Fears over high demand for HIV-preventing PrEP drug trial

Illustrated rainbow pride flag on a pink background.

Sexual health experts have warned that an NHS trial for HIV-preventing drugs could be full in just a matter of weeks.

Pre-Exposure Prophylaxis (PrEP) drug Truvada, which can drastically reduce people’s chances of being infected with HIV, will be made available for free on the NHS next month as part of a three-month trial.

The drug is recommended for groups considered to be at high risk of exposure to HIV, most significantly men who have sex with men.

A three-year trial of the drug is set to launch next month, with 10,000 places available to the IMPACT trial via participating sexual health clinics across England.

Pill Bottle over Gay Flag with label “PrEP” (stands for Pre-Exposure Prophylaxis). PreP treatment is used to prevent HIV infection

However, sexual health experts have warned that a flood of demand from the gay community could lead to all the places being snapped up quickly – leaving others without access to the drugs.

Sexual health campaigners estimate that there are already around 8,000 people who are on PrEP in the country using drugs bought privately online.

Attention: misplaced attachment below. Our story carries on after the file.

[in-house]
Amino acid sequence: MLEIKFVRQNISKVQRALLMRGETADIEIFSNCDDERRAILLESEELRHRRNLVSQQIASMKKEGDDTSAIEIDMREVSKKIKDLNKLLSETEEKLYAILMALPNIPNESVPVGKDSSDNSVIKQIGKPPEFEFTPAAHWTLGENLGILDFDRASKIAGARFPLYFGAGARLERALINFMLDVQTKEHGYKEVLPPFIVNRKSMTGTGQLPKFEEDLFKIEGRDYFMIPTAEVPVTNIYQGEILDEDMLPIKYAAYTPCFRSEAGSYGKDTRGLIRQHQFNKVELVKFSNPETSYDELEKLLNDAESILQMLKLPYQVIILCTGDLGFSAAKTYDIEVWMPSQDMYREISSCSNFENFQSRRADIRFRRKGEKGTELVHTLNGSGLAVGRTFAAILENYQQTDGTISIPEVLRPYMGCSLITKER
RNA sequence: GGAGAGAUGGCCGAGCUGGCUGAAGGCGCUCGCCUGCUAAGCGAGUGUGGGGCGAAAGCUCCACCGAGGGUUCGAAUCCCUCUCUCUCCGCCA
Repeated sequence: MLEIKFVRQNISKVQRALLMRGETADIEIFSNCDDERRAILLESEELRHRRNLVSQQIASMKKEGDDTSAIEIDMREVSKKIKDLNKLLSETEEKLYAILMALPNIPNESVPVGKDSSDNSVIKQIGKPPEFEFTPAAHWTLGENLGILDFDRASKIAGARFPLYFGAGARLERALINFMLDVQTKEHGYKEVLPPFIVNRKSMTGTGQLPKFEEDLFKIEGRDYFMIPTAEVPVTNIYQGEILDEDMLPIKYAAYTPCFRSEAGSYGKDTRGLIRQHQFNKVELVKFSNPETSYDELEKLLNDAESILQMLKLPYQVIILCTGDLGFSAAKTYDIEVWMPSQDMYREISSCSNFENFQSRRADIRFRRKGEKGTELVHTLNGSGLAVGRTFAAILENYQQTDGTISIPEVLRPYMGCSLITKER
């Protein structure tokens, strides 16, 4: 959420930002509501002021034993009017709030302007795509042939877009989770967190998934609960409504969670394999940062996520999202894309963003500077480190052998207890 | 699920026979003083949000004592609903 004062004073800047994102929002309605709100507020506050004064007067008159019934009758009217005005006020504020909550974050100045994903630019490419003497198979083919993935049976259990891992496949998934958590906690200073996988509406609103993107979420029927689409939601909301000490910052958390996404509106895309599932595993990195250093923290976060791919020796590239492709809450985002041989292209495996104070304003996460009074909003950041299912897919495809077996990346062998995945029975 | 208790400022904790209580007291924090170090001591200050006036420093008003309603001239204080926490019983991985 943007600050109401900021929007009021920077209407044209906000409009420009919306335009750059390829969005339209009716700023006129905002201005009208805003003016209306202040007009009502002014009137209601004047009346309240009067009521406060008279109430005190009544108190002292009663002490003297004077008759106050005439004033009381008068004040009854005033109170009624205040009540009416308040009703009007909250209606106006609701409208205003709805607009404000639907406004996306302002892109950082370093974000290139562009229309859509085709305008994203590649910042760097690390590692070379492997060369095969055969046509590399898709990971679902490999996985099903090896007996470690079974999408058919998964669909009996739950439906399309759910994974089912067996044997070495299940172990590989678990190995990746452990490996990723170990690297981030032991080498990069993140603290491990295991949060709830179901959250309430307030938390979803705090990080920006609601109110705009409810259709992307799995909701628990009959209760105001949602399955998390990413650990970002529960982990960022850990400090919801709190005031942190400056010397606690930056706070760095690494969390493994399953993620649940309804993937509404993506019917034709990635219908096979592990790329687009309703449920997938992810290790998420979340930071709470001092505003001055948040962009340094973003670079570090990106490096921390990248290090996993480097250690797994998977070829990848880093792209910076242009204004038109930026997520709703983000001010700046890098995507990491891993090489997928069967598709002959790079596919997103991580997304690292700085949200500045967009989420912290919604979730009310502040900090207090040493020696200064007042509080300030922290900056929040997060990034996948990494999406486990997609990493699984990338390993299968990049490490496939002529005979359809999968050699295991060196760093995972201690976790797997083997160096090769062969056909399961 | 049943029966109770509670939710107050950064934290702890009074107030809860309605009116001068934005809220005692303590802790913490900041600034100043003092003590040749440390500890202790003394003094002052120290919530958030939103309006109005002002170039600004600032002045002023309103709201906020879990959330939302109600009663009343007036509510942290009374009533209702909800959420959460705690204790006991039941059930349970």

A survey carried out by PrEP advocacy sites iwantPrEPnow and PrEPster finding that nearly all of those already taking PrEP are planning to transfer to the trial scheme when it launches.

With just 10,000 places on the trial available, campaigners have warned that people could end up being turned away and left at risk.

Matthew Hodson, Executive Director of NAM said: “The effectiveness of PrEP in preventing new HIV infections has been well-established, both in trials and in practice.

“I welcome that we now have a timeline for this major trial to begin in England but remain concerned that the ambition is set too low.

“The demand for PrEP, particularly from gay and bisexual men who are well-informed about it, means that the limited number of places on the trial are likely to go rapidly.

“Unless the scope of the trial is increased, we will see people turned away, many of whom may become HIV positive as a result.”


Greg Owen, co-founder of iwantPrEPnow said: “This survey for the first time gives us a much clearer picture about the number of PrEP users in England.

“Now we know where people are buying their PrEP from, we can extrapolate from the sales of Dynamix – the only supplier that provides us with sales data to the UK.

“We’ve been estimating for the past few months that between 6-8,000 people are buying PrEP online in the UK and that figure is substantiated by the data from the survey.”

PrEPster, which has helped people privately access drugs for PrEP prior to the NHS trial, says it will remain in operation despite the IMPACT announcement.

Will Nutland, co-founder of PrEPster said, “Not everyone who currently self-sources PrEP will meet the criteria for enrolment on to the trial.

“As such, we’ll continue to provide information about how to obtain PrEP safely and legally online, and work with clinical colleagues to ensure that PrEP support continues to be provided to PrEP users who are not on the trial.”